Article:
A standard ’63 when he bought it for a mere $175 in 1965, Randall’s Number 1 started life as a sunburst. The reason it was sanded back to natural (and is missing its Fender headstock decal) is explained in full in our accompanying video interview, but revolves around a bassist-inspired decision for the whole band to paint their instruments Metal Flake Silver in 1966. Guitarists, let that be a lesson to you!
The other unusual feature of Strat Number 1 is its pickups. The Reelin’ neck humbucker is a ’69 Gibson model, while the middle pickup was for years a DiMarzio Stacked Humbucker (which has recently been replaced with a Zexcoil model that Randall loves). The bridge pickup is the original Fender that came with the guitar, and Randall has stated that it will never - ever - be changed.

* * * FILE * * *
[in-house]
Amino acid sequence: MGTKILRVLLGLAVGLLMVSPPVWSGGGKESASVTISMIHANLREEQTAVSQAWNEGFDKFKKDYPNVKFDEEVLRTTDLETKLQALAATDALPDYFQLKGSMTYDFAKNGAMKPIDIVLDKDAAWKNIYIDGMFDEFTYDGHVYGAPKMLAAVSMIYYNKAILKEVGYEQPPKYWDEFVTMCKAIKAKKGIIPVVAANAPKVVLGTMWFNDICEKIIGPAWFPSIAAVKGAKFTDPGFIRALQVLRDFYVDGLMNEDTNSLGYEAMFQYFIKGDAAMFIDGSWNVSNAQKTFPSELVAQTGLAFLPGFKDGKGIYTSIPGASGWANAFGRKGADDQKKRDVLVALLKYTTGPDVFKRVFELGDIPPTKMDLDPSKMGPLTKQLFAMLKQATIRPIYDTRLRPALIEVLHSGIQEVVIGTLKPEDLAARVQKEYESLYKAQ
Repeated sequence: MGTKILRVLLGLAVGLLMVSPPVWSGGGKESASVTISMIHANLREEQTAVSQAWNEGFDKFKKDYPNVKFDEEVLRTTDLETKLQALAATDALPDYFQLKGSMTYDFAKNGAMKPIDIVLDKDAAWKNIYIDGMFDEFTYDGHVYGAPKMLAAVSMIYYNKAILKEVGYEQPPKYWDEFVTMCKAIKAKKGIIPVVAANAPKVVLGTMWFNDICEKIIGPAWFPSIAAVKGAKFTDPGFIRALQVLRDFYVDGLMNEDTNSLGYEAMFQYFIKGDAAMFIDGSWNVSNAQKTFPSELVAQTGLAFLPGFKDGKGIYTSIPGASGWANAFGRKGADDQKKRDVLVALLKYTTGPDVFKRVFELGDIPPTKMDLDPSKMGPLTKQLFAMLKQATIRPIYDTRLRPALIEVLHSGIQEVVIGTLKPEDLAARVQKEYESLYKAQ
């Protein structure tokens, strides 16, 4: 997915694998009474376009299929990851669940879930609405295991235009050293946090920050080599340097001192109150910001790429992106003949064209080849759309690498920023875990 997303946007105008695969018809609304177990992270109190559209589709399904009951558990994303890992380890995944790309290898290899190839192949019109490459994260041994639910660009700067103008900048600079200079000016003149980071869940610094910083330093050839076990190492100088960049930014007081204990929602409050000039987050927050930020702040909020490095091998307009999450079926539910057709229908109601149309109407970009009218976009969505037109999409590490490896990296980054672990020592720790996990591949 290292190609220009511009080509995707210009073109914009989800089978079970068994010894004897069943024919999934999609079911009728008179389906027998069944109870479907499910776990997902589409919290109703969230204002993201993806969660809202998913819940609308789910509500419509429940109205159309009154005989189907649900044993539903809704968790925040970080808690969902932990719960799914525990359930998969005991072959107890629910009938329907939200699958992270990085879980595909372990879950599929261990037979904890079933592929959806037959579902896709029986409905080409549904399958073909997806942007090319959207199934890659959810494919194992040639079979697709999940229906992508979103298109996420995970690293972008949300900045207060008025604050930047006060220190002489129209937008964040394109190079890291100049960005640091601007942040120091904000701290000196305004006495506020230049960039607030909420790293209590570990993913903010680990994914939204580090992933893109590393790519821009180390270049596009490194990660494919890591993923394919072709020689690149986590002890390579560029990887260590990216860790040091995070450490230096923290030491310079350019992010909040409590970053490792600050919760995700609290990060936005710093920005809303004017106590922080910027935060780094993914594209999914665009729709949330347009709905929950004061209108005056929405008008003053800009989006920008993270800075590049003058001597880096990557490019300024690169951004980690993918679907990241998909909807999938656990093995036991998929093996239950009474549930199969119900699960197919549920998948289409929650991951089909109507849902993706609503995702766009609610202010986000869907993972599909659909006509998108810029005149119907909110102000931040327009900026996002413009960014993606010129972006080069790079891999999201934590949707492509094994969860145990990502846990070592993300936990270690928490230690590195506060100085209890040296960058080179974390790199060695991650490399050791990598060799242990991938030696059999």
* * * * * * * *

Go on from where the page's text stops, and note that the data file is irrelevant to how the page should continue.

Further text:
The Number 2 guitar in Randall’s collection is also, perhaps unsurprisingly, a ’63 Strat, bought used in the early 70s (in fact, a previous owner had done Randall the favour of sanding this one down for him). According to Randall, this one cost him nothing at all: during the same shopping trip, he also picked up a 1972 Martin D28 and a 1960 Fender Precision Bass (each for $1,000, a much heftier sum at the time), and the store owners threw in the Strat for free! The store in question, incidentally, was We Buy Guitars in New York - and they’re still around if you fancy trying your luck!